Pi IoT In Python Using GPIO Zero - Complex Input
Written by Harry Fairhead & Mike James   
Monday, 18 January 2021
Article Index
Pi IoT In Python Using GPIO Zero - Complex Input
Custom Sensor

Input is more varied and challenging than output. In this extract from a new book on using GPIO Zero on the Pi in Python we look at its variety.

Raspberry Pi IoT In Python Using GPIO Zero
Second Edition

By Harry Fairhead & Mike James


Buy from Amazon.


  1. Why Pi for IoT?
  2. Getting Started With Python And GPIO Zero
  3. Introduction to the GPIO
  4. Python - Class and Object
  5. Simple On/Off Devices
      Extract 1: On/Off Devices *
  6. Pins And Pin Factories
      Extract 1: Pins ***NEW!!
  7. Some Electronics
  8. Simple Input
  9. Complex Input Devices
      Extract 1: Complex Input *
  10. Pulse Width Modulation
      Extract 1:  PWM*
  11. Controlling Motors And Servos
      Extract 1: DC Motors *
  12. Working With Compound Devices
      Extract 1: Compound Devices*
  13. The SPI Bus
  14. Custom SPI Devices
  15. Using The Lgpio Library
  16. Appendix Visual Studio Code Remote Python
    *Extracts from first edition - will be updated.


Complex Input Devices

These input devices are not complex in the sense of difficult, they just have more features than a simple button. All of the devices inherit from SmoothedInputDevice and the general idea is that a single input isn’t sufficient to act on. What is required is an average reading so reducing noise.


The base class for all of this set of input devices is SmoothedInputDevice.



The SmoothedInputDevice has all of the properties of InputDevice and, in addition, it sets up a queue of readings. The actual value of the device is obtained by applying a function, usually an average, to the readings in the queue. A background thread is used to take regular readings and the function is computed when you use a value.

The constructor has a large number of parameters:

SmoothedInputDevice(pin, *, pull_up=False, 
active_state=None, threshold=0.5, queue_len=5, sample_wait=0.0, partial=False, average=median, ignore=None, pin_factory=None)

The parameters concerned with setting up the queue are:

  • queue_len The length of the queue, i.e. the number of readings that the function is applied to. The default is 5.

  • threshold The value that is used as a cut-off for the device being activated. If the read value is greater than threshold, the device is active.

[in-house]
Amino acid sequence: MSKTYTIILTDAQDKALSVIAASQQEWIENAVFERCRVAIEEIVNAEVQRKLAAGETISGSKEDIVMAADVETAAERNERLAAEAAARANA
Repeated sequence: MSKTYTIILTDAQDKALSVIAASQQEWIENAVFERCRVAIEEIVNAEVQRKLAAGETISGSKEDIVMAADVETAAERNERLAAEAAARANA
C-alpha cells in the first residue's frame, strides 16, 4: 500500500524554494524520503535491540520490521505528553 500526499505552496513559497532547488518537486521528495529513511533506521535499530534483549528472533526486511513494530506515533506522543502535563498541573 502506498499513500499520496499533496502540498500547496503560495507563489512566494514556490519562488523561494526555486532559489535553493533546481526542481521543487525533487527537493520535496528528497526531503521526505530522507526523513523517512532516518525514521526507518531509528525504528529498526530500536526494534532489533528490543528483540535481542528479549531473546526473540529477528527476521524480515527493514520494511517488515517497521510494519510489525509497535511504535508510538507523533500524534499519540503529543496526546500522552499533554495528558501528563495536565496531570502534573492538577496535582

• sample_wait The time between readings in seconds. The default is 0, which means read as fast as possible.

  • partial If True an attempt to read the device returns with a value, even if the queue isn’t full. If False, the default, a read blocks until the queue is full.

  • ignore A set of values that represents non-readings and should be ignored in the calculation of the average. Defaults to None.

  • average The function applied to the values in the queue to get the final value. It defaults to median, which is the middle value in the queue.

Using a SmoothedInputDevice is just a matter of setting up the degree of smoothing needed – i.e. the speed of reading, the number of data points to average, and the function that should be used to average them.

It should be obvious that, whatever the SmoothInputDevice is reading, it can’t be a single GPIO line that returns a 0 or a 1. In most cases averaging this using median would return 0.5. However averaging using average would give you a value that was proportional to the ratio of ones to zeros in the measurement interval. In the same way, you can create a device which returns a number proportional to the time a GPIO line is high.

Using the TRCT5000 Line Sensor

The LineSensor device makes use of a module based on the TRCT5000 infrared emitter and sensor.


To make this suitable for use with a GPIO line you need to add some electronics:


The IR diode sends a beam of IR out of the device and if it is reflected back, the photo transistor switches on. The LM324 U1 outputs a high signal when the voltage from the IR sensor is greater than that set on the potentiometer, R3. That is, R3 acts as a sensitivity control.

You don’t need to build the circuit because you can buy ready-built modules:


You simply connect the three pins to 3.3V, ground and a GPIO line of your choice. It is worth knowing that some modules output high when over a white line and some go low.

Once you have the hardware connected you can create a LineSensor using the constructor:

LineSensor(pin, *, queue_len=5, sample_rate=100, 
threshold=0.5, partial=False, pin_factory=None)

You can read the value property to discover if the sensor is over a reflective surface or not:

from gpiozero import LineSensor
sensor = LineSensor(4)
while True:
    if sensor.value>0.5:
         print('Line detected')
        print('No line detected')

You can also use the wait_for_line, wait_for_no_line, when_line and when_no_line events.

In practice setting the threshold control on the hardware is likely to be more important than tuning the software.

Last Updated ( Monday, 18 January 2021 )